But lawyers in a completely different case will be in federal court in Oakland to argue that Evans and other SFPD officers violated their client’s constitutional rights. The case involves a man
Read more at: http://abc7news.com/defense-seeks-to-strike-testimony-in-kate-steinle-murder-trial/2648033/
Defense attorneys for the man on trial for murder over the fatal shooting of Kathryn Steinle say allegations against a key prosecution witness in an unrelated case call his testimony and conclusions about Steinle’s death into question.
Retired San Francisco police crime scene investigator John Evans is expected to testify again in the Steinle case Monday as a prosecution rebuttal witness. He testified on Oct. 30 that “a human being held a firearm, pointed it in the direction of Ms. Steinle, pulled the trigger and fired, killing her.”
He added: “That is the only way this could have occurred, that is reasonable.”
Evans’ conclusion directly contradicts the argument by attorneys for defendant Jose Ines Garcia Zarate’s, who say their client found a gun wrapped in cloth on the pedestrian pier where Steinle was shot. The attorneys say the gun went off before Garcia Zarate knew what he was holding and
Read more at: https://ww2.kqed.org/news/2017/11/13/steinle-trial-defense-attorneys-question-credibility-of-key-prosecution-witness/
The man on trial for killing Kathryn Steinle sometimes agreed with a pair of San Francisco homicide inspectors during a 4½-hour interview the night of Steinle’s death in 2015. But exactly what defendant Jose Ines Garcia Zarate was agreeing with might have been lost in translation, his defense attorneys argued Thursday, before resting their case in the high-profile murder trial.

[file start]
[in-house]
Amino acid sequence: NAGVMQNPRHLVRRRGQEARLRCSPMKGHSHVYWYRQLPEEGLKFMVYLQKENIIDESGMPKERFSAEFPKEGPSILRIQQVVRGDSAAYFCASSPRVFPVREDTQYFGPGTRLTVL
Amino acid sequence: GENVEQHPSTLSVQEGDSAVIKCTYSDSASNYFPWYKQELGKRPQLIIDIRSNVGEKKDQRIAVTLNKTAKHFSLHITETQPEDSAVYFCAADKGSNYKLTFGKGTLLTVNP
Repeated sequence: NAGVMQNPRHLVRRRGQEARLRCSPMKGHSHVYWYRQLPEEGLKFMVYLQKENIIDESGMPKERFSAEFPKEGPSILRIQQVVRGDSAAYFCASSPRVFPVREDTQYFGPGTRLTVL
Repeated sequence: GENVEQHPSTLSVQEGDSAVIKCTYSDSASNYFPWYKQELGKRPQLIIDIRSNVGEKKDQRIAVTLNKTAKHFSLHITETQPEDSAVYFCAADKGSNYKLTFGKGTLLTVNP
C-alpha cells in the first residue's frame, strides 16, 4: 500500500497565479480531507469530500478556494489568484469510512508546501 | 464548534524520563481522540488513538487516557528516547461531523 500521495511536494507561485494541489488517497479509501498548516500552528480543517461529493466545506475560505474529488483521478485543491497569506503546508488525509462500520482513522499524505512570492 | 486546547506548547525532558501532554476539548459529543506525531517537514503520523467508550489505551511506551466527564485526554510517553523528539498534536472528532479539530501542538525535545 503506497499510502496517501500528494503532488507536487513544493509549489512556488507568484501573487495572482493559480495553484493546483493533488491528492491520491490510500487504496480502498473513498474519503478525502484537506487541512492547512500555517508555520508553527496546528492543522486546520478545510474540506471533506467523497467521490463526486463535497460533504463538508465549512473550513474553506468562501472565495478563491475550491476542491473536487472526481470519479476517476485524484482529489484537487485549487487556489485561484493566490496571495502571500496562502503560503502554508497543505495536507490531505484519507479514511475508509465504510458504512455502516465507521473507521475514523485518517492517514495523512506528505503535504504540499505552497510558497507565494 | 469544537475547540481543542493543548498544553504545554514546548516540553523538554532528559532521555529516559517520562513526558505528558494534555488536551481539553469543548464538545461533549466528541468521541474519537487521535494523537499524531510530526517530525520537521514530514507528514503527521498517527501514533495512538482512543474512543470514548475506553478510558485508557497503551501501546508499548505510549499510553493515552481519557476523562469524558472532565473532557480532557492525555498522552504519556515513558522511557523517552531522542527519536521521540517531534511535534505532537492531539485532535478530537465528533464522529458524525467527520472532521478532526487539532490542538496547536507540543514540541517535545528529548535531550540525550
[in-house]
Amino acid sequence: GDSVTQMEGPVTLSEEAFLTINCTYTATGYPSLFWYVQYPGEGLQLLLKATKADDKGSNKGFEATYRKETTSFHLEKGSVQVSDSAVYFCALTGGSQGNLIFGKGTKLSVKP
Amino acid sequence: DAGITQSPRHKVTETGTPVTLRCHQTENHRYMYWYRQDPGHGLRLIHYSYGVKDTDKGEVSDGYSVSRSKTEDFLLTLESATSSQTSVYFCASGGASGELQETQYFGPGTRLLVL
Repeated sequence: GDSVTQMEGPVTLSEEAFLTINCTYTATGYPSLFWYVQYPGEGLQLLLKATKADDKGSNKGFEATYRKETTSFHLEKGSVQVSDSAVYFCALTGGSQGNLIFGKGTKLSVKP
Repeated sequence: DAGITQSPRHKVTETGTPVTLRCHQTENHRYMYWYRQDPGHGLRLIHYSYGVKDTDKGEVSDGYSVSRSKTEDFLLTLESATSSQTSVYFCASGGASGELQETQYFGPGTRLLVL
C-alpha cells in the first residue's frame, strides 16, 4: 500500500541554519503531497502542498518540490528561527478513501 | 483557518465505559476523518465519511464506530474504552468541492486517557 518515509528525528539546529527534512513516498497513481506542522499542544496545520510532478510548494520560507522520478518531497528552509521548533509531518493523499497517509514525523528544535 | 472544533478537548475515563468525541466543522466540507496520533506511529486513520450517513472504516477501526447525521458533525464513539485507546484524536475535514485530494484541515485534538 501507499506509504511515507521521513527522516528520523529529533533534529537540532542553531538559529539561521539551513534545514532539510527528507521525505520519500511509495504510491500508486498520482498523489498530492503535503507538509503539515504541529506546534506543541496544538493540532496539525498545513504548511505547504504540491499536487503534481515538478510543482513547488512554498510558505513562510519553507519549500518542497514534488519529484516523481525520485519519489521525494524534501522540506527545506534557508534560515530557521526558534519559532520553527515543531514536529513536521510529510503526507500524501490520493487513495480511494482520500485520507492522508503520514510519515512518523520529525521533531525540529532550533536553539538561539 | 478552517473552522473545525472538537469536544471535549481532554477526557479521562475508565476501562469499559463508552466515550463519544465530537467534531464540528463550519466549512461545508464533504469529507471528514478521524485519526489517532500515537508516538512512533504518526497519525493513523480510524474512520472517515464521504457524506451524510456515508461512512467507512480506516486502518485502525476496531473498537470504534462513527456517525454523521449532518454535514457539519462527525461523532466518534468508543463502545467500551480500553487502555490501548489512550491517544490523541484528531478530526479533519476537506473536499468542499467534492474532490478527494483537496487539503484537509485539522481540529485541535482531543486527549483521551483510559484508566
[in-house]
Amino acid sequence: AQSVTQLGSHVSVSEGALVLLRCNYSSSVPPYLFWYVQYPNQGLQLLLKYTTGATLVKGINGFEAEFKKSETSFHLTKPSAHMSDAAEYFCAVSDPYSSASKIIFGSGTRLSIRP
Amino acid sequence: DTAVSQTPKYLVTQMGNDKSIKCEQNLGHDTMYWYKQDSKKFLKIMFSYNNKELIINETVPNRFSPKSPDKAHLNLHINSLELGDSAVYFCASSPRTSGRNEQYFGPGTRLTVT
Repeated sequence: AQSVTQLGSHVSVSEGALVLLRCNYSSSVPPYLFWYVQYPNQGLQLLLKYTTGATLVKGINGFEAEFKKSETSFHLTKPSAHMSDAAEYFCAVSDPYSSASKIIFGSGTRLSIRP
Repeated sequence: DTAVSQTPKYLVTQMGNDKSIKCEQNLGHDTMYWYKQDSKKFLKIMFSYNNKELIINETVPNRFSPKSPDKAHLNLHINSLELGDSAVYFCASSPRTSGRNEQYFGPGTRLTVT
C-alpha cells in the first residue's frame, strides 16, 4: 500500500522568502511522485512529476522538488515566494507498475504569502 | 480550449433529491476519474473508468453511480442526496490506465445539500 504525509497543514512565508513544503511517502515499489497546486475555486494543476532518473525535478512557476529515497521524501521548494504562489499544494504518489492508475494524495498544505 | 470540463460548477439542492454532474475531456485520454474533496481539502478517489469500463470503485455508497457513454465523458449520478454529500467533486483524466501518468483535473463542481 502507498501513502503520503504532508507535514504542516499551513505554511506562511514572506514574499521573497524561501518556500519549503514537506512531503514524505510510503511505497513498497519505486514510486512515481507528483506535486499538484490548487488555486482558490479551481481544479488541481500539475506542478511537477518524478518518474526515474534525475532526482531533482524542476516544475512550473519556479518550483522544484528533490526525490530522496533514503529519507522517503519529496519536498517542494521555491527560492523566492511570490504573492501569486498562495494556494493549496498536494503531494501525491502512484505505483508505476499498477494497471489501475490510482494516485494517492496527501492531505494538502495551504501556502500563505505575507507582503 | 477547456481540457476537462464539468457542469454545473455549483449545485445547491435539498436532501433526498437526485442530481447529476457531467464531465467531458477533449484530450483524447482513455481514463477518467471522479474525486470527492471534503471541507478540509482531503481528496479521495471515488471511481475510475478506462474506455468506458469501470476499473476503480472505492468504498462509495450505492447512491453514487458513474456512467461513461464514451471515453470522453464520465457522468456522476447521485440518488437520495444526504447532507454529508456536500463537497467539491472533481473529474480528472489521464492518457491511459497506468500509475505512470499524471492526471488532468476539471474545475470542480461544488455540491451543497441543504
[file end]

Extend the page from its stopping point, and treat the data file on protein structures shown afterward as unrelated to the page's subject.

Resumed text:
Defense attorney Francisco Ugarte said that, among a “host of issues” with how the inspectors’ questions and Garcia Zarate’s answers were translated by a third officer, each time Garcia Zarate was asked if he “pulled the trigger,” it was translated as “shoot” or “fire.”
“The issue of whether Mr. Garcia Zarate admitted to pulling the trigger is a very important issue in this case,” Ugarte said outside court, “and the term ‘pull the trigger’ was literally never interpreted to Mr. Garcia Zarate.”
It’s a crucial point because of the defense
Read more at: https://ww2.kqed.org/news/2017/11/09/trigger-mistranslated-defense-rests-case-in-steinle-murder-trial/
A firearms expert called by the defense in the San Francisco murder trial over the 2015 slaying of Kathryn Steinle testified Monday that the gun used to kill her was likely less than 2 feet off the ground when the fatal shot was fired.